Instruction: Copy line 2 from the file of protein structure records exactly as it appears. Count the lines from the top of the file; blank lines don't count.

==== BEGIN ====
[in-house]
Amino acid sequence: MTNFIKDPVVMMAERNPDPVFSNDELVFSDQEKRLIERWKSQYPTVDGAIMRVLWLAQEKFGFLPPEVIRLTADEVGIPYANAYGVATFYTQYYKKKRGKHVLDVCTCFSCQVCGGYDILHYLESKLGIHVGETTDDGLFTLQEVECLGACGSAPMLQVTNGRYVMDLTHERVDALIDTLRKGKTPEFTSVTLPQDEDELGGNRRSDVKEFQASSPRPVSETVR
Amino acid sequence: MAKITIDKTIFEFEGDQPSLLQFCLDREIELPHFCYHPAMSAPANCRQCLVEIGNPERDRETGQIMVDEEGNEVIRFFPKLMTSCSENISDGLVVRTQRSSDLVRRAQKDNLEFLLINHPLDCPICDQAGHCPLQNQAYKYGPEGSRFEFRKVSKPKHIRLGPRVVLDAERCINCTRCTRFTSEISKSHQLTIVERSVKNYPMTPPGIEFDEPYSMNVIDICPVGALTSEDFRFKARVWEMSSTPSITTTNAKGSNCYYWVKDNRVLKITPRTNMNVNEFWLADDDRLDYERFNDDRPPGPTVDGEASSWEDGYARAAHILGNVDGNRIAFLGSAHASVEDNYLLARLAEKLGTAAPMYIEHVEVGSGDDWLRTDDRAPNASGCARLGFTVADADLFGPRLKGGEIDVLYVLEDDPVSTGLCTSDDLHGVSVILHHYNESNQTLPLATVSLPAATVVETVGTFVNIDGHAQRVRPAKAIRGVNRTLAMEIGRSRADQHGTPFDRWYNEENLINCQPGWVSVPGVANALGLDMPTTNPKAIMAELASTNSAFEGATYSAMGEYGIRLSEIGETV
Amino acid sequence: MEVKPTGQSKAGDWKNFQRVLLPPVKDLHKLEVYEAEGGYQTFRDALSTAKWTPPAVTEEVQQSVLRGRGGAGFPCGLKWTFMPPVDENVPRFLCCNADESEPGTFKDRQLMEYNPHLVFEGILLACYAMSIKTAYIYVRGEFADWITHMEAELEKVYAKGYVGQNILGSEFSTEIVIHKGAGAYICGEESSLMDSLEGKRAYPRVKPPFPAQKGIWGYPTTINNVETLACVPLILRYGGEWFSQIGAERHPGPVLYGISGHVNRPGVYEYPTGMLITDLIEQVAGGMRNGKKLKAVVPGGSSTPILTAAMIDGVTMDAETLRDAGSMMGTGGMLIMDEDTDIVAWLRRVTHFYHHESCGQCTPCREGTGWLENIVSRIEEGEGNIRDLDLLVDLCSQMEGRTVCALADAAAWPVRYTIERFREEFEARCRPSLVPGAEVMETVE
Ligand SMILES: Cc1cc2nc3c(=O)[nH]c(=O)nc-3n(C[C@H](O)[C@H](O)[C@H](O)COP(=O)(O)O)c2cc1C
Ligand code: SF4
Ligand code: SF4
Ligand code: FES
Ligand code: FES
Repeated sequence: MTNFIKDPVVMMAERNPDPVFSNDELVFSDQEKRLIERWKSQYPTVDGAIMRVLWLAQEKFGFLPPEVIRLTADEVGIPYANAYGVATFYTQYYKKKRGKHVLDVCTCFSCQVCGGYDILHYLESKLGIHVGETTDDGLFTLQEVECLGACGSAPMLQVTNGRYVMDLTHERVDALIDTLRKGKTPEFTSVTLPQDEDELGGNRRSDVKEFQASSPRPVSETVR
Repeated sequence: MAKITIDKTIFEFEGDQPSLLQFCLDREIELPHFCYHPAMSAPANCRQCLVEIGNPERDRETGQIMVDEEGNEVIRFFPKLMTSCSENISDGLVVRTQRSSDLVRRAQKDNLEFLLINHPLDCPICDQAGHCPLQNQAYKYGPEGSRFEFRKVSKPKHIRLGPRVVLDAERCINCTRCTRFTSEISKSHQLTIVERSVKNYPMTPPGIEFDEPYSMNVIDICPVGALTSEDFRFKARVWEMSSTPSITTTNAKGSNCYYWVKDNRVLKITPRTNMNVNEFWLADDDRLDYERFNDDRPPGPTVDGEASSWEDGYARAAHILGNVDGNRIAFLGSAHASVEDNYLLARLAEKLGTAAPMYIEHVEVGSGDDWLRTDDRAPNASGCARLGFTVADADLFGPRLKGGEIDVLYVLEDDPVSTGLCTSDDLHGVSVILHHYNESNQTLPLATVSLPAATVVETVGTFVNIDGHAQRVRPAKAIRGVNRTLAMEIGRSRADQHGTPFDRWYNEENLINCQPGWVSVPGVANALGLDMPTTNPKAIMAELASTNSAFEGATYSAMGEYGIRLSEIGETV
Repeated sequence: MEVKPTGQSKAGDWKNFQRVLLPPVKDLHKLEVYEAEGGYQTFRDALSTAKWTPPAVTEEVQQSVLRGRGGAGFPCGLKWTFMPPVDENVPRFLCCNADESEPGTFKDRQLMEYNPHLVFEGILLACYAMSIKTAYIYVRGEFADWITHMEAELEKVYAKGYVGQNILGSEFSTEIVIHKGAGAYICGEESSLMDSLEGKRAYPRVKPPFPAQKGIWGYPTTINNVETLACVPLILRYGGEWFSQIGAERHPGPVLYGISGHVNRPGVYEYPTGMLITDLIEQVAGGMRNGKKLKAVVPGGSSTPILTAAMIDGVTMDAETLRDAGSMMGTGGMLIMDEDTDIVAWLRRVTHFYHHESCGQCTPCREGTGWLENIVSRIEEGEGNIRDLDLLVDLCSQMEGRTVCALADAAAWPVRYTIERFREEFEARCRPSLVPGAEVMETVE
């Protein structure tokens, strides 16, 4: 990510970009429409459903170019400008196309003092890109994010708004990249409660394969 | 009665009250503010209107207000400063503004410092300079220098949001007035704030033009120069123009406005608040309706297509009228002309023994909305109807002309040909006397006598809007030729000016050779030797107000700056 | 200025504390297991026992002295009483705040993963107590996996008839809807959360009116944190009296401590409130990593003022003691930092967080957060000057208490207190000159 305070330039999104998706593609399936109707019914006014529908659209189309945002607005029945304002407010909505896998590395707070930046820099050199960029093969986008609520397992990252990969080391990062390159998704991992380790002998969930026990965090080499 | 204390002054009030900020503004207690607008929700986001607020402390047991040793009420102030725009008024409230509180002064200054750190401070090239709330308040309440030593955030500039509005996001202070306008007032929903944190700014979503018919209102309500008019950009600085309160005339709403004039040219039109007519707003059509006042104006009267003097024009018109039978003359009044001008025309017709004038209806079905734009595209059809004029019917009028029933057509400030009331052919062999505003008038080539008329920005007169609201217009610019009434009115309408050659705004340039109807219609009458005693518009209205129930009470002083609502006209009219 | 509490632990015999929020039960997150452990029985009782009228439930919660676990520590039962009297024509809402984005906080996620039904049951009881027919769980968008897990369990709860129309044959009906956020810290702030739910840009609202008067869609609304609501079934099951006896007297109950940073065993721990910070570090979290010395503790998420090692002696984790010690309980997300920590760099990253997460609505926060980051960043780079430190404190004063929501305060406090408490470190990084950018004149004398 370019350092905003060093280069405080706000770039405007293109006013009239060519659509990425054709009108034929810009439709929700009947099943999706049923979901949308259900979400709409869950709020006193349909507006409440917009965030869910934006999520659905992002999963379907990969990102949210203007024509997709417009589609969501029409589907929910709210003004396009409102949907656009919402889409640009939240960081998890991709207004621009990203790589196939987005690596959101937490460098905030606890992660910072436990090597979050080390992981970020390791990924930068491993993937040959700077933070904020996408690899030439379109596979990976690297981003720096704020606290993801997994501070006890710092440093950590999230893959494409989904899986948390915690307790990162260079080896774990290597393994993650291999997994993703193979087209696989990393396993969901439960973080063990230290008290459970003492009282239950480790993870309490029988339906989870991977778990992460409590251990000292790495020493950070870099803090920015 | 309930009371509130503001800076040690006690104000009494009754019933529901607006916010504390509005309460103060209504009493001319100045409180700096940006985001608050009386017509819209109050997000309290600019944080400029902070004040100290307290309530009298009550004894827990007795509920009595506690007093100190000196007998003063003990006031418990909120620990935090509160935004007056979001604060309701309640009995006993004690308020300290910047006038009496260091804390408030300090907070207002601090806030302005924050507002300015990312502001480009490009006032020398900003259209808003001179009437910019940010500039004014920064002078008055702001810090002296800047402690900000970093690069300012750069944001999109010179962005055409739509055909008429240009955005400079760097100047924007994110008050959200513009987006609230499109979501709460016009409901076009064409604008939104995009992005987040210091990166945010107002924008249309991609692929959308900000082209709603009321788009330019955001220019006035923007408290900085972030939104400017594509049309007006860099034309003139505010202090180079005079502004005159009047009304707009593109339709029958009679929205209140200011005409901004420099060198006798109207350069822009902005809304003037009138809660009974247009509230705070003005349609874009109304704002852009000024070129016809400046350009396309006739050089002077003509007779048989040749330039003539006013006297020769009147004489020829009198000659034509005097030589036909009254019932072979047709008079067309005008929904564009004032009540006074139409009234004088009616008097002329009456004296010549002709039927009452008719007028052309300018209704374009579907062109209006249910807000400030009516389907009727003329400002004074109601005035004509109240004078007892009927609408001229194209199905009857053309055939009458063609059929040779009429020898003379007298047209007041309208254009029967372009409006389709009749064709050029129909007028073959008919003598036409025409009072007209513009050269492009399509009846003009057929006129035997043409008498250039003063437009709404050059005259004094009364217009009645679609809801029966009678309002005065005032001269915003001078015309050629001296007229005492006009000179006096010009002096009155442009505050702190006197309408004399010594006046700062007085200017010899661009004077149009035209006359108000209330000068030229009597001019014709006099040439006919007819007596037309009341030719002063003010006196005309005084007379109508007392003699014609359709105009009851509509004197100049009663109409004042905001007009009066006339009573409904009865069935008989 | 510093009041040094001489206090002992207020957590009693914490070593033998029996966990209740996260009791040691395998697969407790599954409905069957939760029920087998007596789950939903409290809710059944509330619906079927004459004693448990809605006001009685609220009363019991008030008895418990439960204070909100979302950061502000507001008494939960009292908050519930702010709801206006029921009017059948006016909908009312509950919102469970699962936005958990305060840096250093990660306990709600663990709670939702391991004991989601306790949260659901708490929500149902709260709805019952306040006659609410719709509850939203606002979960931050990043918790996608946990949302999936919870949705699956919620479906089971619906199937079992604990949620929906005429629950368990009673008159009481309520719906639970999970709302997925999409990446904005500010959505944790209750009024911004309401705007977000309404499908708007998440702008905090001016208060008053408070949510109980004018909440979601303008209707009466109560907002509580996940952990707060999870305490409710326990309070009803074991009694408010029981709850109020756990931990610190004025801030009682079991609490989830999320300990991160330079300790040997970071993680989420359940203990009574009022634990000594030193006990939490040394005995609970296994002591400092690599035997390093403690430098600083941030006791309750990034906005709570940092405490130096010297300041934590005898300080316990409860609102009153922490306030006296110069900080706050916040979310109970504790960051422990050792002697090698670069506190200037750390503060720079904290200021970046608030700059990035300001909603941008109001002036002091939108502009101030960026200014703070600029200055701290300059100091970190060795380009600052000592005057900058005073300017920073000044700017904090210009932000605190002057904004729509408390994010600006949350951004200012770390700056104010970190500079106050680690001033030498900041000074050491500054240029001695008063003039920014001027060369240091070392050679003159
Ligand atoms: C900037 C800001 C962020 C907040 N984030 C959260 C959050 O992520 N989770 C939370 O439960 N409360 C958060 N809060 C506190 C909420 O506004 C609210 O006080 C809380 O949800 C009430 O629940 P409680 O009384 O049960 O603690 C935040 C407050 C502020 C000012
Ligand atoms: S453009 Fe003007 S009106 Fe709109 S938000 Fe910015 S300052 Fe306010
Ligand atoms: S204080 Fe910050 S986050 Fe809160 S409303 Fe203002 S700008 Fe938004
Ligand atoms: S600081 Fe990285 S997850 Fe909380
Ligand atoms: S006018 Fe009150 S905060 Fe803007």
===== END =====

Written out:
Amino acid sequence: MTNFIKDPVVMMAERNPDPVFSNDELVFSDQEKRLIERWKSQYPTVDGAIMRVLWLAQEKFGFLPPEVIRLTADEVGIPYANAYGVATFYTQYYKKKRGKHVLDVCTCFSCQVCGGYDILHYLESKLGIHVGETTDDGLFTLQEVECLGACGSAPMLQVTNGRYVMDLTHERVDALIDTLRKGKTPEFTSVTLPQDEDELGGNRRSDVKEFQASSPRPVSETVR